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South Koreans' visas are suspended by China in retaliation for the virus
South Koreans' visas are suspended by China in retaliation for the virus

Beijing: China on Tuesday suspended issuing visas for South Koreans to visit the country for tourism or business, in apparent retaliation for South Korea's demand that Chinese tourists undergo COVID-19 tests.

Japanese tourists will also be affected by the ban, according to Japan's Kyodo news service. According to a representative of the Japanese foreign ministry, Tokyo was aware of the report and was talking informally with Chinese officials about how Beijing might respond. Speaking on the customary condition of anonymity, the official said, the ban would be "regrettable".

The Chinese embassy in Seoul issued a brief online notice informing users that the ban would remain in effect until South Korea removed "discriminatory measures on entry by China".

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No additional details were provided, but China has threatened action against nations that demand travelers from China present a COVID-19 test result that was negative within the past 48 hours.

The rule appears to apply only to new applicants and makes no mention of South Korean citizens who already had visas and were living in Beijing and other Chinese cities where Hyundai and Samsung Companies like this conduct important operations.

Chinese Foreign Minister Qin Gang "expressed concern" over the actions by South Korea in a phone call with his South Korean counterpart Park Jin, adding that he "hopes the South Korean side will maintain an objective and scientific approach". "

China's declaration appears to be based on the dire need for reciprocity in international relations. Nearly a dozen countries have followed the US in requiring negative tests for travelers arriving from China, which has since experienced a significant outbreak and lifted its "zero-COVID" restrictions for the first time in three years .

Wang Wenbin, a spokesman for the foreign ministry, defended China's anti-epidemic measures at a daily briefing, saying that "unfortunately, some countries have resorted to discriminatory entry ban measures targeting China, disregarding science and facts and reality". insisted." Home. China strongly rejected it and responded in kind.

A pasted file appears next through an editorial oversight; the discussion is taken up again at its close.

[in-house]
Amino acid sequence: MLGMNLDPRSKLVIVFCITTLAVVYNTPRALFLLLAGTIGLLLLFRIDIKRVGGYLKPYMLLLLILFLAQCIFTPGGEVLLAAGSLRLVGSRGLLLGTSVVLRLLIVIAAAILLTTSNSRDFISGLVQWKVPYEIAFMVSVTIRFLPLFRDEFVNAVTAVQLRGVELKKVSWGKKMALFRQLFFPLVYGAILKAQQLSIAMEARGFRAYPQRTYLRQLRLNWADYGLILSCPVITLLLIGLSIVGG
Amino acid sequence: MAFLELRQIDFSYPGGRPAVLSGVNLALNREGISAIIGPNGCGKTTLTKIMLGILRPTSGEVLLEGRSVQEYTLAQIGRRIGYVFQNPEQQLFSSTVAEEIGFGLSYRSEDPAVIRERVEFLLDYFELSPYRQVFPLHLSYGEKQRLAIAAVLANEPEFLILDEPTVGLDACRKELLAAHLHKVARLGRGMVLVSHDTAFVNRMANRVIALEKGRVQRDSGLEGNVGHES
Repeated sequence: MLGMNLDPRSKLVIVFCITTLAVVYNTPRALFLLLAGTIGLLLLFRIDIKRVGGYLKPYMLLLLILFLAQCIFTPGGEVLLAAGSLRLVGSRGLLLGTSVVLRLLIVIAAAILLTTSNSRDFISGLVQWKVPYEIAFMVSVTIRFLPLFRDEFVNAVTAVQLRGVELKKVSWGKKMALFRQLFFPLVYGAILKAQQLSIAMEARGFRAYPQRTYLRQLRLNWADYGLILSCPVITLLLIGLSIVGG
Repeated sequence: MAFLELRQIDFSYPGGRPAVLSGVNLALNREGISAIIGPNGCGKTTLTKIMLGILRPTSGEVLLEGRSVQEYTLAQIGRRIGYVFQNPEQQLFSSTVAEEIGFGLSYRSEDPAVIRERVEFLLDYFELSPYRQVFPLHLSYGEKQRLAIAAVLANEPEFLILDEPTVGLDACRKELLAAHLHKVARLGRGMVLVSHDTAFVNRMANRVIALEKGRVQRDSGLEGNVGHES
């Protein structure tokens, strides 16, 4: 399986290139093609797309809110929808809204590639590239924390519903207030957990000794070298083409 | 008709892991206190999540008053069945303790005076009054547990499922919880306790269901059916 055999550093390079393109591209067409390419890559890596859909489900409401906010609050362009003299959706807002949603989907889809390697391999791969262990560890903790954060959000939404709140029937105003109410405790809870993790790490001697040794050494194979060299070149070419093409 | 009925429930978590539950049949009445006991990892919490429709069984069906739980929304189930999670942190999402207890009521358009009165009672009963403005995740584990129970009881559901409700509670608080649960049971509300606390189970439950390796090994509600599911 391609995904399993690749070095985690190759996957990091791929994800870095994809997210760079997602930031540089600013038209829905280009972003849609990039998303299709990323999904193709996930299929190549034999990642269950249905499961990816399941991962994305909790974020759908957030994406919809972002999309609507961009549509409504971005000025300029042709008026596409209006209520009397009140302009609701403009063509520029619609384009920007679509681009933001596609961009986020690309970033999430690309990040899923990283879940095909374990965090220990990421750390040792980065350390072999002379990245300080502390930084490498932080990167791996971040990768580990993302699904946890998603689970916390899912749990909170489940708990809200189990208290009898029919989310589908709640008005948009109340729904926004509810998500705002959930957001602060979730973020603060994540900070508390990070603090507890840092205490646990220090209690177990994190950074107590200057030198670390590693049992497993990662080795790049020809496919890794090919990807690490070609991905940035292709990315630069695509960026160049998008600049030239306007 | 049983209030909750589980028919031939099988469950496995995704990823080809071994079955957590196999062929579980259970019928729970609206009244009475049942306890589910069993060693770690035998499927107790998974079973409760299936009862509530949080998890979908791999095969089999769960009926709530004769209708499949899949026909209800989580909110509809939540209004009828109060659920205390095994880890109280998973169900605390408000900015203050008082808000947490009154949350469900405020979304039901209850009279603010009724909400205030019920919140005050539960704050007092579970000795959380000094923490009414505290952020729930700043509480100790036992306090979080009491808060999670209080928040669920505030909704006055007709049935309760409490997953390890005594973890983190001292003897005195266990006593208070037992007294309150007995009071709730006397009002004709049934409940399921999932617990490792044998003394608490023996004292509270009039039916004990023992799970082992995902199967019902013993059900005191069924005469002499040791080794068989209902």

Wang only said that he had "made it very clear" in response to inquiries about the suspension of issuing visas to South Korean and Japanese nationals.

China has been accused by the World Health Organization and several other countries of withholding information about the outbreak. The testing requirements are designed to find possible virus variants that travelers may be carrying.

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According to China's ambassador to Australia, those countries' responses to China's COVID-19 outbreak were not appropriate or helpful.

According to Xiao Qian, who spoke to reporters in Canberra, China changed its strategy late last year to contain the infection to prevent severe cases. He argued that nations should adopt a scientific strategy.

The ambassador told reporters that entry restrictions are unnecessary if they are directed toward China.

"If you take a look at some other nations and their policies towards China, I mean, their responsible actions towards China are not beneficial. It is not supported by science. It is blown out of proportion," he declared.

Although China's deeply nationalist government, led by President and Communist Party leader Xi Jinping, has long opposed Seoul's alliance with the United States, online notices from the Chinese embassy in Seoul make no mention of this That's why China chose to specifically target South Korea for retaliation.

An advanced US anti-missile system was deployed in South Korea, and China retaliated by targeting businesses, sports teams and even K-pop groups. This strained relations between South Korea and its largest trading partner, which were previously cordial.

China supported North Korea during the 1950–1953 conflict and stood by Pyongyang despite missile launches and nuclear tests. China has also opposed imposing additional sanctions on the repressive communist government of Kim Jong Un.

Last month, China abruptly changed its strict epidemic prevention guidelines in response to what it claimed was the evolving nature of the outbreak. Three years of lockdowns, quarantines and mass testing followed, resulting in street protests in Beijing and other major cities that had not happened in thirty years.

According to the most upbeat predictions, China's consumer and business activity may pick up in the first quarter of this year.

But before that happens, business owners and families are suffering from a spike in virus cases that has left employers skimping on healthy employees and scared away patrons from eateries, gyms, hair salons and shopping centers.

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The sudden decision by Xi's administration to lift restrictions that forced factories to close and kept millions of people at home will hasten the pace of economic recovery, but it could also cause disruptions this year as businesses scramble to adapt, according to forecasters.

With the start of the upcoming Lunar New Year travel rush, China is already seeing an increase in cases and hospitalisations in major cities and is preparing for a further spread into less developed areas.

Authorities predict that domestic rail and air travel will increase by twofold over the same time last year, bringing total numbers close to those of the 2019 holiday season prior to the pandemic, despite the fact that international flights are still being curtailed

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